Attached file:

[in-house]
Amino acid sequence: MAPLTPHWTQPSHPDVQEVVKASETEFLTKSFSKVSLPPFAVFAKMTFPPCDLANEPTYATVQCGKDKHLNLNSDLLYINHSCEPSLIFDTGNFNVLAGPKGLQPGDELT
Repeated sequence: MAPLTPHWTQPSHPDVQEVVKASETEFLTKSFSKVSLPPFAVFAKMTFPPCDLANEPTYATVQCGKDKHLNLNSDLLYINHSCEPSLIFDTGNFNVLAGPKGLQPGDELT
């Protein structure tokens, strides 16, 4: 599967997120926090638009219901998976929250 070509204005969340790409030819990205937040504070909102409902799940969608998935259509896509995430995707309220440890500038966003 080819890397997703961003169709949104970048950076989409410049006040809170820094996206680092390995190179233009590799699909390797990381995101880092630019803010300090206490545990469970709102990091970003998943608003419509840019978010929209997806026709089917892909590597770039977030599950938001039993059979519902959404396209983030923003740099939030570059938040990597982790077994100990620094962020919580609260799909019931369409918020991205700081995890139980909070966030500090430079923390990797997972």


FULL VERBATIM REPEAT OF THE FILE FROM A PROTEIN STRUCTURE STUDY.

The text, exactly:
[in-house]
Amino acid sequence: MAPLTPHWTQPSHPDVQEVVKASETEFLTKSFSKVSLPPFAVFAKMTFPPCDLANEPTYATVQCGKDKHLNLNSDLLYINHSCEPSLIFDTGNFNVLAGPKGLQPGDELT
Repeated sequence: MAPLTPHWTQPSHPDVQEVVKASETEFLTKSFSKVSLPPFAVFAKMTFPPCDLANEPTYATVQCGKDKHLNLNSDLLYINHSCEPSLIFDTGNFNVLAGPKGLQPGDELT
């Protein structure tokens, strides 16, 4: 599967997120926090638009219901998976929250 070509204005969340790409030819990205937040504070909102409902799940969608998935259509896509995430995707309220440890500038966003 080819890397997703961003169709949104970048950076989409410049006040809170820094996206680092390995190179233009590799699909390797990381995101880092630019803010300090206490545990469970709102990091970003998943608003419509840019978010929209997806026709089917892909590597770039977030599950938001039993059979519902959404396209983030923003740099939030570059938040990597982790077994100990620094962020919580609260799909019931369409918020991205700081995890139980909070966030500090430079923390990797997972």